Research Papers

Numerical Simulation of Aerodynamic Instabilities in a Multistage High-Speed High-Pressure Compressor on Its Test-Rig—Part I: Rotating Stall

[+] Author and Article Information
Flore Crevel

SNECMA Villaroche,
Rond Point René Ravaud-Réau,
Moissy-Cramayel 77550, France
e-mail: flore.crevel@cerfacs.fr

Nicolas Gourdain

42 Avenue Coriolis,
Toulouse 31057, France;
ISAE, Aerodynamics, Energetic
and Propulsion Department,
10 Avenue Edouard Belin,
Toulouse 31055, France
e-mail: nicolas.gourdain@isae.fr

Stéphane Moreau

Mechanical Engineering,
University of Sherbrooke,
2500 Blvd de l'Université,
Sherbrooke, QC J1K 2R1, Canada
e-mail: stephane.moreau@cerfacs.fr and stephane.moreau@usherbrooke.ca

Contributed by the International Gas Turbine Institute (IGTI) of ASME for publication in the JOURNAL OF TURBOMACHINERY. Manuscript received July 26, 2013; final manuscript received June 25, 2014; published online July 22, 2014. Assoc. Editor: Aspi Wadia.

J. Turbomach 136(10), 101003 (Jul 22, 2014) (14 pages) Paper No: TURBO-13-1169; doi: 10.1115/1.4027967 History: Received July 26, 2013; Revised June 25, 2014

Aerodynamic instabilities such as stall and surge may lead to mechanical failures. They can be avoided by better understanding and accurate prediction of the associated flow phenomena. Numerical simulations of rotating stall do not often match well the experiments as the number of cells and/or their rotational speed are not correctly predicted. The volumes surrounding the compressor have known effects on rotating stall flow patterns; therefore, an increased need for more realistic simulations has emerged. In that context, this paper addresses a comparison of numerical stall simulation in a compressor alone with a numerical stall simulation including the additional compressor rig. This study investigates the influence of the upstream and downstream volumes of the compressor rig on the rotating stall flow patterns and the consequences on surge inception in a high-pressure, high-speed research compressor. The numerical simulations were conducted using an implicit, time-accurate, 3D compressible Reynolds-averaged Navier–Stokes (URANS) solver. First, rotating stall is simulated in both configurations, and then the outlet nozzles are further closed to bring the compressors to surge. The numerical results show that when the compressor rig is accounted for, fewer cells develop in the third stage and their rotational speed is slightly higher. The major difference linked to the presence of the rig lays in the existence of a 1D low frequency oscillation of the static pressure, which affects the entire flow and modifies surge inception. The analysis of the results leads to a calculation of the thermo-acoustic modes in the whole configuration, which shows that this low frequency corresponds to the third thermo-acoustic mode of the complete test-rig.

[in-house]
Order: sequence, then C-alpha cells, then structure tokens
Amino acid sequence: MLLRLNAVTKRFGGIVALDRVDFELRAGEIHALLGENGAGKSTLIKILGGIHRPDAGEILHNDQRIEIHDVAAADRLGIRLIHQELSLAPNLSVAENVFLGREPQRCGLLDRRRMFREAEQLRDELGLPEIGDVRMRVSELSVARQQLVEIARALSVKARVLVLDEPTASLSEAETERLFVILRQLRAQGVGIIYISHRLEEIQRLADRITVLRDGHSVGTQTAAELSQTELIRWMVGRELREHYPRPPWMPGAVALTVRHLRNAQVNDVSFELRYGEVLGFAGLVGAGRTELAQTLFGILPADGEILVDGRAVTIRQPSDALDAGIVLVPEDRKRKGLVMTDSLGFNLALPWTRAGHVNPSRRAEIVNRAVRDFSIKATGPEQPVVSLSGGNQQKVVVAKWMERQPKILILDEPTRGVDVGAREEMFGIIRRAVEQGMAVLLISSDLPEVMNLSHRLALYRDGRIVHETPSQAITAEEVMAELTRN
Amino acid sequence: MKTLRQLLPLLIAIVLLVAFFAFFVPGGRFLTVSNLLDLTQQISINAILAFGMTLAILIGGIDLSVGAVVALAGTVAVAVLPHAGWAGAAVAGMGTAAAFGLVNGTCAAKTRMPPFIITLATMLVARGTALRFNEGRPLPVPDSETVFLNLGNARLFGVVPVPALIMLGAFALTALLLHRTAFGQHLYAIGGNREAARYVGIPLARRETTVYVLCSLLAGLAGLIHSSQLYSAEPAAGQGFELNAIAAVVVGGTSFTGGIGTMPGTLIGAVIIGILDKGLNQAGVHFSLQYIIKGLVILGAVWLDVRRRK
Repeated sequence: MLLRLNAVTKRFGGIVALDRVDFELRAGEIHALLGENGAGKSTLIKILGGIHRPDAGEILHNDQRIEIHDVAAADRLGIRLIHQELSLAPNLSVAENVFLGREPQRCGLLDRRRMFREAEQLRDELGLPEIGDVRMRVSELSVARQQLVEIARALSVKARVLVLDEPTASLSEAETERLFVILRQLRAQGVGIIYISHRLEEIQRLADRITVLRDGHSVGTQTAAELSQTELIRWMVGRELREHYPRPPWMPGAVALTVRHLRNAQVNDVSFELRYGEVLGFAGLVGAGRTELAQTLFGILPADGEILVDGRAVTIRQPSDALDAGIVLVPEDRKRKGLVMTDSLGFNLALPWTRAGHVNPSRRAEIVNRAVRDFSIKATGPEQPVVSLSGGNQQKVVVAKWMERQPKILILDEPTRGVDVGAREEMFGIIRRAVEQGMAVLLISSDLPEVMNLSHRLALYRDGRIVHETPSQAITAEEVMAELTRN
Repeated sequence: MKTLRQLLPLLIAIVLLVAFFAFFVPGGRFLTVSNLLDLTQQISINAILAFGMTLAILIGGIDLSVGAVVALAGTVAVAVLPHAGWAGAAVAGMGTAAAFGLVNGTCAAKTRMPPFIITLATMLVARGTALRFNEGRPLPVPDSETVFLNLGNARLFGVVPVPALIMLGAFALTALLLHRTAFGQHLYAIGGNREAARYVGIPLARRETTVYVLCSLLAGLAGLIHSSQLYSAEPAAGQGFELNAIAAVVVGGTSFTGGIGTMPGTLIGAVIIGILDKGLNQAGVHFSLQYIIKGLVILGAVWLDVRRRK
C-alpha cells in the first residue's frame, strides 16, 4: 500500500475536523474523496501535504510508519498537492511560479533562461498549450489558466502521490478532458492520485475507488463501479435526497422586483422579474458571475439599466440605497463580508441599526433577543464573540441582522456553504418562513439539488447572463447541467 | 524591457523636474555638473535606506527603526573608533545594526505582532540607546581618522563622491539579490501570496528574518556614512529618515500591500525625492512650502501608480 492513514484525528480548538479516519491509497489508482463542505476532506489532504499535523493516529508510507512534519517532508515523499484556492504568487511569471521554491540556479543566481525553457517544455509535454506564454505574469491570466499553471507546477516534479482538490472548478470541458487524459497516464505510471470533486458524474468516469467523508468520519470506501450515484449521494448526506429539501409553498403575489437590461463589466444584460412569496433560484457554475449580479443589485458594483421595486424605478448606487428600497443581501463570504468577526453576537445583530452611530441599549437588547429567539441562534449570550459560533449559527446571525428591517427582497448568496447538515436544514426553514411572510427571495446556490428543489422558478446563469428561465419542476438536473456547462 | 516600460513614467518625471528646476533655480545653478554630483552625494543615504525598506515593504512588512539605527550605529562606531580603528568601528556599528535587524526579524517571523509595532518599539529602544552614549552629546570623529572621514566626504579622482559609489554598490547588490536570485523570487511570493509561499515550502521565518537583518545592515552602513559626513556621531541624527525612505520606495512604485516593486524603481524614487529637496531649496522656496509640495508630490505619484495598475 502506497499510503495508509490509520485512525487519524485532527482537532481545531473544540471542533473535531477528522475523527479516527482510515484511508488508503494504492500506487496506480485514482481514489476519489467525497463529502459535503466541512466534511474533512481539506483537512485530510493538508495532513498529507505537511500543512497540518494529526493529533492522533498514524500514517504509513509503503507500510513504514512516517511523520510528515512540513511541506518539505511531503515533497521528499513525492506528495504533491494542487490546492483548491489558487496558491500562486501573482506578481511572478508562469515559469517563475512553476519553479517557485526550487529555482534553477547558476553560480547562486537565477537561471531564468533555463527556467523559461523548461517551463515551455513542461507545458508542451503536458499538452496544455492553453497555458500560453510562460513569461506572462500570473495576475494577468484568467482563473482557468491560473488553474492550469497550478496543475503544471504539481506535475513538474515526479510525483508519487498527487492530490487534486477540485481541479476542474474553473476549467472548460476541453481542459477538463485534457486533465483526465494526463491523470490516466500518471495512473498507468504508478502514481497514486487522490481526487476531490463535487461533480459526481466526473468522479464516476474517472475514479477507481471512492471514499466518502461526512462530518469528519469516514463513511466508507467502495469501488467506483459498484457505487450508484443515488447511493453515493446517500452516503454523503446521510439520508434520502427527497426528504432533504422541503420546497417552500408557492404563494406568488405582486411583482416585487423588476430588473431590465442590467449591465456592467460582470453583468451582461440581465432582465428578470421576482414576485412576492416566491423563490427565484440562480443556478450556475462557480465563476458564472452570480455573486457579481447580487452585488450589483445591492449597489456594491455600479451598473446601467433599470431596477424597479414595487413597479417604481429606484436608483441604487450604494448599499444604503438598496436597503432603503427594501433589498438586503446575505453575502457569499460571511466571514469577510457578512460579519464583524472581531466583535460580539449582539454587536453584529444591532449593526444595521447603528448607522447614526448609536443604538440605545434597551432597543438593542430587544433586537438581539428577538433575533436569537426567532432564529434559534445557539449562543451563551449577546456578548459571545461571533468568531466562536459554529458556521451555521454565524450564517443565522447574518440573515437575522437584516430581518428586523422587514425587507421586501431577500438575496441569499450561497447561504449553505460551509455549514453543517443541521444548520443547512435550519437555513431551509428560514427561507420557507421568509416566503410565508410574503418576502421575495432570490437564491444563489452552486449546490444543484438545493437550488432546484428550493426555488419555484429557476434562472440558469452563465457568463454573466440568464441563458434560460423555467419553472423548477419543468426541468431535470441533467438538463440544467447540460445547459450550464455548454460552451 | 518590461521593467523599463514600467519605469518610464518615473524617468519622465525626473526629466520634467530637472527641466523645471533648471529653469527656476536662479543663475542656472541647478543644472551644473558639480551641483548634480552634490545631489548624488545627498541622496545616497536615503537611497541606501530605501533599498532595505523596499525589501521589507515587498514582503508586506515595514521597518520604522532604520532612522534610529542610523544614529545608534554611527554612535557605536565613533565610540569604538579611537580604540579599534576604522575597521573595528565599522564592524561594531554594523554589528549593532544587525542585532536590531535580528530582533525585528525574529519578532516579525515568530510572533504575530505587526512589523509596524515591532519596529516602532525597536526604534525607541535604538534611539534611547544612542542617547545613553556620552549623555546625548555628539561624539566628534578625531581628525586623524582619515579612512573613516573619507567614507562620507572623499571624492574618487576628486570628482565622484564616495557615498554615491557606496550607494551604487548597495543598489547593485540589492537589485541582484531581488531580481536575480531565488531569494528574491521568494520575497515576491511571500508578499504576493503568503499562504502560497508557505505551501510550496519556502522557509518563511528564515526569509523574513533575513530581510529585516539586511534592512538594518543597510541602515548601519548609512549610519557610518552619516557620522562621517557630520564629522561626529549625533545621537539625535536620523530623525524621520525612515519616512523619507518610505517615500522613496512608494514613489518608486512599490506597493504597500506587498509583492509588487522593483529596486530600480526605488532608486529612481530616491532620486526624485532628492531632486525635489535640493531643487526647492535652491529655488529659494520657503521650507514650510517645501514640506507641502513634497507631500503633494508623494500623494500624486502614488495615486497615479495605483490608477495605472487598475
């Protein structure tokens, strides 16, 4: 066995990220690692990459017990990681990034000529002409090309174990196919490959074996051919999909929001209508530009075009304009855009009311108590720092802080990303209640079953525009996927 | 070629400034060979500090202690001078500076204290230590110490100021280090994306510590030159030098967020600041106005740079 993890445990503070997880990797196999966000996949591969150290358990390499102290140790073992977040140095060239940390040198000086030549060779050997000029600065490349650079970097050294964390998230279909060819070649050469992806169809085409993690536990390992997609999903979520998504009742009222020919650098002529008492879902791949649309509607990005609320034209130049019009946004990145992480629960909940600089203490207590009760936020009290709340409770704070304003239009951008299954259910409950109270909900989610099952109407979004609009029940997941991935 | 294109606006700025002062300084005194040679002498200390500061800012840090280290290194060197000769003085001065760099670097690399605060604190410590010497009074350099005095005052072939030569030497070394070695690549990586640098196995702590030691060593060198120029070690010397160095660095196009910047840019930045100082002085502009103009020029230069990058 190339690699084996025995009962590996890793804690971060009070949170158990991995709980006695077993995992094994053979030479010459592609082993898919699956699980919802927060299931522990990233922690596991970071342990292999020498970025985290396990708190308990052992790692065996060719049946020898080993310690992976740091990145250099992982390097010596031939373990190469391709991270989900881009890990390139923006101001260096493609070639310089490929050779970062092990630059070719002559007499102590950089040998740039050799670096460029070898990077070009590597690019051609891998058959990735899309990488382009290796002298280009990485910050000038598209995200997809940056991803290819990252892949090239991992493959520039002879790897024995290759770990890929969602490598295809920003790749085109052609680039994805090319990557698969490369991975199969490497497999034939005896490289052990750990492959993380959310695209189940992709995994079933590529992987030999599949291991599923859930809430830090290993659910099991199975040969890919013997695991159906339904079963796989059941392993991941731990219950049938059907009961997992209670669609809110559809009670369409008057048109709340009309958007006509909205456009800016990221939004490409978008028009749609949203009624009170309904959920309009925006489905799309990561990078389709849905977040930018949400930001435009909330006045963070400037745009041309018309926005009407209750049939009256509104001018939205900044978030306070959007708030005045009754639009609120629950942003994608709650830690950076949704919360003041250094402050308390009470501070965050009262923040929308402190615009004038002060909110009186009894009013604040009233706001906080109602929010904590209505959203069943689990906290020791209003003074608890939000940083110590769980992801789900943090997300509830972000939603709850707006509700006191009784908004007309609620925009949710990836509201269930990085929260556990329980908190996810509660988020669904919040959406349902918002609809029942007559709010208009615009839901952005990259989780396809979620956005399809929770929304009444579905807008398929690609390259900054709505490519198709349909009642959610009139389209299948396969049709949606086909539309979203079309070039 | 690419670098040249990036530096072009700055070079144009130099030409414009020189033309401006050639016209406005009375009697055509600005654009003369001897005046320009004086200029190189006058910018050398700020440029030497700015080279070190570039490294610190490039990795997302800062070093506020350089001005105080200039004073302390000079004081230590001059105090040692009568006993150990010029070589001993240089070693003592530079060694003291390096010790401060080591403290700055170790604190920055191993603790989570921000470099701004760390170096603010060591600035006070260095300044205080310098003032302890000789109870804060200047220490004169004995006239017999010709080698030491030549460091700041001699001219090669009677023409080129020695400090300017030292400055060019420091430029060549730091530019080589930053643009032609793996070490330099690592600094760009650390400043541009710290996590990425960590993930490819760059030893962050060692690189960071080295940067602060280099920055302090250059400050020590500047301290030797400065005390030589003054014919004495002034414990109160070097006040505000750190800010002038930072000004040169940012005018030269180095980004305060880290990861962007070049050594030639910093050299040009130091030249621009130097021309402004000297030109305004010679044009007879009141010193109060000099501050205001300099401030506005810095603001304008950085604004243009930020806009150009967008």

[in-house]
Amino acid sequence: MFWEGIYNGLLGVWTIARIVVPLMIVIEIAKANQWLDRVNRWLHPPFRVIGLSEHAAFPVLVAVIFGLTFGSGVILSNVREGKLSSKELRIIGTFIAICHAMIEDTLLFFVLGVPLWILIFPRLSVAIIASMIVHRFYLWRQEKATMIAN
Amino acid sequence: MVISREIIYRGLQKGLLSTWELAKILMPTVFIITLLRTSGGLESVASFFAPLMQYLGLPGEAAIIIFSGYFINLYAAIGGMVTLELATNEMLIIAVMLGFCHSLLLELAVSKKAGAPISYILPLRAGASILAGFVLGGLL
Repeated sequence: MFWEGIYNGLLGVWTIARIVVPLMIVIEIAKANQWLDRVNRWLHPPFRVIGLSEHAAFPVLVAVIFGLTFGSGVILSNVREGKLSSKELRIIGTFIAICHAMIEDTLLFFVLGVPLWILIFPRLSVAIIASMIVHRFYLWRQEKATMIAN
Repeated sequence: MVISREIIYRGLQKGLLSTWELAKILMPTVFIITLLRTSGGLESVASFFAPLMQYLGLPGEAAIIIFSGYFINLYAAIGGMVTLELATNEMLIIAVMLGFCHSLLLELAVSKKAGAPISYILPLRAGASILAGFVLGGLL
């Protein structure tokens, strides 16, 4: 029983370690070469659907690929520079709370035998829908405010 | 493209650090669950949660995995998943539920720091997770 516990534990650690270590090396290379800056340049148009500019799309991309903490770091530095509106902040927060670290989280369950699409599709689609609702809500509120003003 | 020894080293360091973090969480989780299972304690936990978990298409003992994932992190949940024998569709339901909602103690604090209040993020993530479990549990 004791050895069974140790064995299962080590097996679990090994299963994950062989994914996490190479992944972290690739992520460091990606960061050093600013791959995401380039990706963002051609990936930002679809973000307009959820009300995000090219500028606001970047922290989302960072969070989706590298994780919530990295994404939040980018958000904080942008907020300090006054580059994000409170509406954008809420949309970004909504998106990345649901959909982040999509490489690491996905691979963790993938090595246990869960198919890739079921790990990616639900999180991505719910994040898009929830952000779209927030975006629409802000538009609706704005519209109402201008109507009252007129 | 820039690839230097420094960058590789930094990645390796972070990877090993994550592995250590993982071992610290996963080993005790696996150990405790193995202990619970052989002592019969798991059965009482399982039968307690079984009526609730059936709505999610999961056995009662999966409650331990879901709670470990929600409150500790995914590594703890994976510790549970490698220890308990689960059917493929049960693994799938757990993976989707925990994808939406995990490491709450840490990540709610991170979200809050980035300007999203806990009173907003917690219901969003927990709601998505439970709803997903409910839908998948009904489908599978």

Copyright © 2014 by ASME
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Fig. 1

Experimental compressor CREATE

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Fig. 2

Computational domains used for the study of the effects of the volumes around the compressor at near-surge condition

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Fig. 3

Unstructured mesh of the computational domain for the calculation of the thermo-acoustic modes by AVSP

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Fig. 4

Instantaneous flow field of entropy at 83% span in the 2π/8 configuration during rotating stall. The high entropy zones in the last stage correspond to the stall cells.

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Fig. 5

Instantaneous flow field of entropy at 83% span in the 2π/8 configuration during rotating stall. The high entropy zones in the last stage correspond to the stall cells.

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Fig. 6

Time-domain visualization of the flow at 83% span of the compressor. The effect of the stall cells on the pressure signal result in the alternation of low and high pressure zones. Visualization of the 45 deg simulated.

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Fig. 7

Spatiotemporal modes at rotating stall at 83% span at R3-S3 interface (plane 28A) of the isolated compressor

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Fig. 8

Spatiotemporal modes at rotating stall at 83% span in plane 28A of full test-rig configuration

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Fig. 9

Experimental pressure field in plane 28A at rotating stall in the lapse of one rotor revolution. Ten stall cells pass in front of the sensor in one revolution.

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Fig. 11

Analysis of the low frequency wave in the test-rig configuration

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Fig. 12

Helmholtz mode (40.2 Hz) of the test rig

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Fig. 13

Amplitude of the 95.8 Hz wave predicted by AVSP and comparison to the amplitude of the 94 Hz wave predicted by elsA. The waves have a similar axial structure.

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Fig. 14

Influence of the rig on the mass flow rate at surge inception




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